Calls for Social Justice to be on the Agenda for Government in NI

Posted: April 28, 2011 in Ethics, Politics, Social Justice

Parliamentary copyright images are reproduced with the permission of Northern Ireland Assembly Commission

Social Justice Network Pre-Election Statement

The Social Justice Network is an informal network of individuals and organisations concerned to ensure that poverty is challenged in our society and that the needs of the marginalised and disadvantaged are prioritised in public policy in Northern Ireland. This concern is evidenced in our day-to-day work of assisting those most in need in our society. We are deeply disturbed by the impact of the current economic climate on disadvantaged individuals and communities in this society, and united in our determination to find constructive solutions to promote the common good of all.

We remain convinced that ample evidence exists to demonstrate that much more needs to be done to realise our collective commitment to social justice. As we approach the upcoming Assembly elections we call on all our political parties to endorse a proactive approach to combating poverty and adopt a positive commitment to social justice as the overriding priorities of the government of Northern Ireland for the life of the next Assembly. In particular we call on our political parties to commit to:

  • The principle that social justice should be the cornerstone of the new Programme for Government.
  • Development of a Programme for Government that contains detailed costed proposals on how poverty and social exclusion are to be eradicated. These proposals must contain key milestones and targets.
  • The principle that cross-departmental collaboration on all social justice issues should be an in-built requirement of any future strategies.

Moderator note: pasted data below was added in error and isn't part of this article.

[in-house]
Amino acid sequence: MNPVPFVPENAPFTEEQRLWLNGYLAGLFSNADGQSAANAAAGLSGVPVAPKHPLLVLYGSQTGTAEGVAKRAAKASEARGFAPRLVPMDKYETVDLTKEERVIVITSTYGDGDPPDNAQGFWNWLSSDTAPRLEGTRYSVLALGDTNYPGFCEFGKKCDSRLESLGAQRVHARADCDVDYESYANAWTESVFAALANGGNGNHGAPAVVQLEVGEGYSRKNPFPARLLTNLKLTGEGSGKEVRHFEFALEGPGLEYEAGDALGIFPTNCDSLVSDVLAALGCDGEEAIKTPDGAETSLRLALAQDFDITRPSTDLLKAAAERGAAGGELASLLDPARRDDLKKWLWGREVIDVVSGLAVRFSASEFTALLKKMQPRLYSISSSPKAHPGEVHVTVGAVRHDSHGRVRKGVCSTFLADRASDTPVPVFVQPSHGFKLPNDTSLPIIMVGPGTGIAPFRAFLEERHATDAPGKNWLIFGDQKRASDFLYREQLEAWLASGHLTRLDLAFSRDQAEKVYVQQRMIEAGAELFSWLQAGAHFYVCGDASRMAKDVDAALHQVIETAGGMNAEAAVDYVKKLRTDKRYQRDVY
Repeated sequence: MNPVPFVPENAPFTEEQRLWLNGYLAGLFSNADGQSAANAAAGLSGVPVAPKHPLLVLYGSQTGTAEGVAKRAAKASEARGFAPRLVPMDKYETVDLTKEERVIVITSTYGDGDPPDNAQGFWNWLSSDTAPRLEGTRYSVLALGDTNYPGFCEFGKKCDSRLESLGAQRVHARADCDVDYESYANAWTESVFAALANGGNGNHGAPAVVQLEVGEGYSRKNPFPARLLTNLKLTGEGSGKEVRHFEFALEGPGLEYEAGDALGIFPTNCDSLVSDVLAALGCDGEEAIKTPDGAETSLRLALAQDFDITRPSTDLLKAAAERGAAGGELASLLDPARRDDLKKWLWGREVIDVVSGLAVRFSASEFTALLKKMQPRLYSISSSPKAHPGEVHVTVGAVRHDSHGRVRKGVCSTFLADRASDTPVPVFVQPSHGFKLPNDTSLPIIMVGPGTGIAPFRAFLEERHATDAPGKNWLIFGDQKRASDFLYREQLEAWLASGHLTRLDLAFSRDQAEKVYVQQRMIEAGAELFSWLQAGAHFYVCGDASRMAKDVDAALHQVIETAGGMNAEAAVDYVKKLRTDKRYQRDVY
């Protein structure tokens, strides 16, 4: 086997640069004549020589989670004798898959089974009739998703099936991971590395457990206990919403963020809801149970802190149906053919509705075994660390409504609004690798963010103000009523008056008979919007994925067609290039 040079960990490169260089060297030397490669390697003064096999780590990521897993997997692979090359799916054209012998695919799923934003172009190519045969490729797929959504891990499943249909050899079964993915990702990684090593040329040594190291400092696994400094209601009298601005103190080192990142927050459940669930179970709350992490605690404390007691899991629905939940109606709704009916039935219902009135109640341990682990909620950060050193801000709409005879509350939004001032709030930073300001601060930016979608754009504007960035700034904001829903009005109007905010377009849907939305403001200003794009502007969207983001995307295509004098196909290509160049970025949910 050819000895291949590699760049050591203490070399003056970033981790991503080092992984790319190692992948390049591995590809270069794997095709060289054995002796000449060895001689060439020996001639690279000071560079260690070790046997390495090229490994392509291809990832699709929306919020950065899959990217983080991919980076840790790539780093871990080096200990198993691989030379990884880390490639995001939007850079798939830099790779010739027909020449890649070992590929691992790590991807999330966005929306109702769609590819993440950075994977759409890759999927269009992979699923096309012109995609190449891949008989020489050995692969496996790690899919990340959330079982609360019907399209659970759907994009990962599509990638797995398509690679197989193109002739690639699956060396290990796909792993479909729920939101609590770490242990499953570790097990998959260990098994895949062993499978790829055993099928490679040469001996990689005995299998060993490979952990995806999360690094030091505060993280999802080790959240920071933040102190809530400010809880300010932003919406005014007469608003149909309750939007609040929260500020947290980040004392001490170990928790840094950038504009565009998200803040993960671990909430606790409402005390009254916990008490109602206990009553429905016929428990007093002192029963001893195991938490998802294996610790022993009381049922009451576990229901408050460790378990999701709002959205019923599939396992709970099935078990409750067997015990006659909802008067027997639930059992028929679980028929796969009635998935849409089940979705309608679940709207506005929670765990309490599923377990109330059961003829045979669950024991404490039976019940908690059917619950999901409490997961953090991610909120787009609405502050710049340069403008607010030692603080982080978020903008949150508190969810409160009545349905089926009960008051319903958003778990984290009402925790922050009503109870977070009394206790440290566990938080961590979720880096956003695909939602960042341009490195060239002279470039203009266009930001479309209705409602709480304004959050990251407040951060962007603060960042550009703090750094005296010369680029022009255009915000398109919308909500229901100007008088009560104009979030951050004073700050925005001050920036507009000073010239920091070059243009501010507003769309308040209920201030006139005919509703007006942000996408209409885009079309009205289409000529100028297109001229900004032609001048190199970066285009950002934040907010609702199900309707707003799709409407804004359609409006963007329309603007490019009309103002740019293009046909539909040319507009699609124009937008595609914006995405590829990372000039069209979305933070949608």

• Development of a robust and transparent system of ministerial and collective accountability to ensure the effective outcome of any social justice agenda can be realised.

The urgency of adopting such a collaborative and inclusive approach is evidenced by the growing problem of specific forms of poverty. For example, fuel poverty in Northern Ireland is amongst the highest in northern Europe and last year there were 1,000 deaths attributable to cold weather, in addition to over 5,000 individuals admitted to A&E suffering from cold-related illness. Shockingly, the situation this year is set to get worse as the recently announced 39.1% increase in domestic gas prices will force already vulnerable people into deeper poverty and potential ill-health. Such a scenario is neither acceptable nor inevitable and we therefore call on our political parties to engage in innovative thinking aimed at securing a more socially just future for all.

Prof. Colin Harvey (Chair, Social Justice Network) and Rev. Dr. Scott Peddie (Chair, Church Action on Poverty NI and member of the SJN)

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